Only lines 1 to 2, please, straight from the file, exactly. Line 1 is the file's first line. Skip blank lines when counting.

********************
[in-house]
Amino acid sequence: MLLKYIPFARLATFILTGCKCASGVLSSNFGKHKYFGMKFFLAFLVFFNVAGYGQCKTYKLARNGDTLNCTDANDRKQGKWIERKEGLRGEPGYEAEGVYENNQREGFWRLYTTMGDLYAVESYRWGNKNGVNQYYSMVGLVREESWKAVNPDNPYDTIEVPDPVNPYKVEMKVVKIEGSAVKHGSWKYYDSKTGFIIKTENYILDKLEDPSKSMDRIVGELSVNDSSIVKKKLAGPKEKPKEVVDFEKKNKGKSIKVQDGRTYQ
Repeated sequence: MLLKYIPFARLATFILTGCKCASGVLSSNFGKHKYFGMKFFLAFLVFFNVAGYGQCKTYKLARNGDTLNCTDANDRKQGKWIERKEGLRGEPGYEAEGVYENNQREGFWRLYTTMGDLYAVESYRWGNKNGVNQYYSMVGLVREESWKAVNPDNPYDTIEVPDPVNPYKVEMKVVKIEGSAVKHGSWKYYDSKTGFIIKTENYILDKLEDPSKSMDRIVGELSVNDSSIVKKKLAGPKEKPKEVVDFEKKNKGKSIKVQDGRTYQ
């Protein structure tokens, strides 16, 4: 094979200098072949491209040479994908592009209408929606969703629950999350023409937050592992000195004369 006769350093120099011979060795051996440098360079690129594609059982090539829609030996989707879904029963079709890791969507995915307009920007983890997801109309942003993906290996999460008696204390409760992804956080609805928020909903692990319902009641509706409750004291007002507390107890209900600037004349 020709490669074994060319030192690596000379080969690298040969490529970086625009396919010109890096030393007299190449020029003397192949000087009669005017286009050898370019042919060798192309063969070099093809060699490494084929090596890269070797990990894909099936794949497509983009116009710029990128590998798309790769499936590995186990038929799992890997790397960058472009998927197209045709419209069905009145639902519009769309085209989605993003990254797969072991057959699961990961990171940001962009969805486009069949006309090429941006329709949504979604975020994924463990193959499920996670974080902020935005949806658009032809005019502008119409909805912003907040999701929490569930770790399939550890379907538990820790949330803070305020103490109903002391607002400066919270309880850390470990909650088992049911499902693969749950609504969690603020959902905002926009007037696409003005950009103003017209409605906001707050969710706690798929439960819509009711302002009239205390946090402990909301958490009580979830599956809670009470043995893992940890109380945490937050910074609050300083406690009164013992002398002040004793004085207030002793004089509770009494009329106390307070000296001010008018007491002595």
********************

[in-house]
Amino acid sequence: MLLKYIPFARLATFILTGCKCASGVLSSNFGKHKYFGMKFFLAFLVFFNVAGYGQCKTYKLARNGDTLNCTDANDRKQGKWIERKEGLRGEPGYEAEGVYENNQREGFWRLYTTMGDLYAVESYRWGNKNGVNQYYSMVGLVREESWKAVNPDNPYDTIEVPDPVNPYKVEMKVVKIEGSAVKHGSWKYYDSKTGFIIKTENYILDKLEDPSKSMDRIVGELSVNDSSIVKKKLAGPKEKPKEVVDFEKKNKGKSIKVQDGRTYQ